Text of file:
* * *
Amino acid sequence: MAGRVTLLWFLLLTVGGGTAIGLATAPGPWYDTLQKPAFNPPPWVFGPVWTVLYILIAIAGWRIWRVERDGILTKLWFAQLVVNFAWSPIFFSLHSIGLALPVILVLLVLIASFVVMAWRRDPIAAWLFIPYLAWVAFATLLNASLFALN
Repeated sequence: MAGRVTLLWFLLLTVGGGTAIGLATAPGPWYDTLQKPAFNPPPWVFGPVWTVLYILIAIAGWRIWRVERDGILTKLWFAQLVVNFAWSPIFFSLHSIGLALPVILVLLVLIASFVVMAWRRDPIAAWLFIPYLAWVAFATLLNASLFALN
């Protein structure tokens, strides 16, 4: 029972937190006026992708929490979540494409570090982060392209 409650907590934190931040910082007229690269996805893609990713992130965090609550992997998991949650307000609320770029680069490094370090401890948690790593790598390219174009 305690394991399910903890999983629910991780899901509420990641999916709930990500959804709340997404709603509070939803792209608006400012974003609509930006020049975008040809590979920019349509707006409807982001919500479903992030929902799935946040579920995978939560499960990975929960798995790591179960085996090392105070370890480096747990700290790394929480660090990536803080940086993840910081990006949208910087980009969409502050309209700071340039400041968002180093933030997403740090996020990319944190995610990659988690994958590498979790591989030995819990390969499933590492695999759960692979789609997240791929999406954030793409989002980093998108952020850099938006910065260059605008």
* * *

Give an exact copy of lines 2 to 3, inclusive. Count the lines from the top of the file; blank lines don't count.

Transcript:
Repeated sequence: MAGRVTLLWFLLLTVGGGTAIGLATAPGPWYDTLQKPAFNPPPWVFGPVWTVLYILIAIAGWRIWRVERDGILTKLWFAQLVVNFAWSPIFFSLHSIGLALPVILVLLVLIASFVVMAWRRDPIAAWLFIPYLAWVAFATLLNASLFALN
């Protein structure tokens, strides 16, 4: 029972937190006026992708929490979540494409570090982060392209 409650907590934190931040910082007229690269996805893609990713992130965090609550992997998991949650307000609320770029680069490094370090401890948690790593790598390219174009 305690394991399910903890999983629910991780899901509420990641999916709930990500959804709340997404709603509070939803792209608006400012974003609509930006020049975008040809590979920019349509707006409807982001919500479903992030929902799935946040579920995978939560499960990975929960798995790591179960085996090392105070370890480096747990700290790394929480660090990536803080940086993840910081990006949208910087980009969409502050309209700071340039400041968002180093933030997403740090996020990319944190995610990659988690994958590498979790591989030995819990390969499933590492695999759960692979789609997240791929999406954030793409989002980093998108952020850099938006910065260059605008």